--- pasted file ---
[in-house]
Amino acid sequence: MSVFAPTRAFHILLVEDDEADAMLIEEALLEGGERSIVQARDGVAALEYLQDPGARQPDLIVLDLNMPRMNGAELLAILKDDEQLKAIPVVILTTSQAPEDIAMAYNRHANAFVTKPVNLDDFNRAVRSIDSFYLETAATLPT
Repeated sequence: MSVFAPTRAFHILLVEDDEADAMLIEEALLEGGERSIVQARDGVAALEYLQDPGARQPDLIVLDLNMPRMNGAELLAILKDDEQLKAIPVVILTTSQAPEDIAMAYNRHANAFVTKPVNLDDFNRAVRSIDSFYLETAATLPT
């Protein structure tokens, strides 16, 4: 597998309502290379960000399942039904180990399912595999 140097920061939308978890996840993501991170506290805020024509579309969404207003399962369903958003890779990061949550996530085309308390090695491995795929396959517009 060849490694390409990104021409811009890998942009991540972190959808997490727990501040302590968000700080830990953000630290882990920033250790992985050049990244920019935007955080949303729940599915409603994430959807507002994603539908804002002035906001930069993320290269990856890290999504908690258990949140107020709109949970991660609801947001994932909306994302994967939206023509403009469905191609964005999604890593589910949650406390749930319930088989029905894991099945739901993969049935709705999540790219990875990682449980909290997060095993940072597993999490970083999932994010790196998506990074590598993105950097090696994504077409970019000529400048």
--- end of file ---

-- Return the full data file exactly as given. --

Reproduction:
[in-house]
Amino acid sequence: MSVFAPTRAFHILLVEDDEADAMLIEEALLEGGERSIVQARDGVAALEYLQDPGARQPDLIVLDLNMPRMNGAELLAILKDDEQLKAIPVVILTTSQAPEDIAMAYNRHANAFVTKPVNLDDFNRAVRSIDSFYLETAATLPT
Repeated sequence: MSVFAPTRAFHILLVEDDEADAMLIEEALLEGGERSIVQARDGVAALEYLQDPGARQPDLIVLDLNMPRMNGAELLAILKDDEQLKAIPVVILTTSQAPEDIAMAYNRHANAFVTKPVNLDDFNRAVRSIDSFYLETAATLPT
């Protein structure tokens, strides 16, 4: 597998309502290379960000399942039904180990399912595999 140097920061939308978890996840993501991170506290805020024509579309969404207003399962369903958003890779990061949550996530085309308390090695491995795929396959517009 060849490694390409990104021409811009890998942009991540972190959808997490727990501040302590968000700080830990953000630290882990920033250790992985050049990244920019935007955080949303729940599915409603994430959807507002994603539908804002002035906001930069993320290269990856890290999504908690258990949140107020709109949970991660609801947001994932909306994302994967939206023509403009469905191609964005999604890593589910949650406390749930319930088989029905894991099945739901993969049935709705999540790219990875990682449980909290997060095993940072597993999490970083999932994010790196998506990074590598993105950097090696994504077409970019000529400048």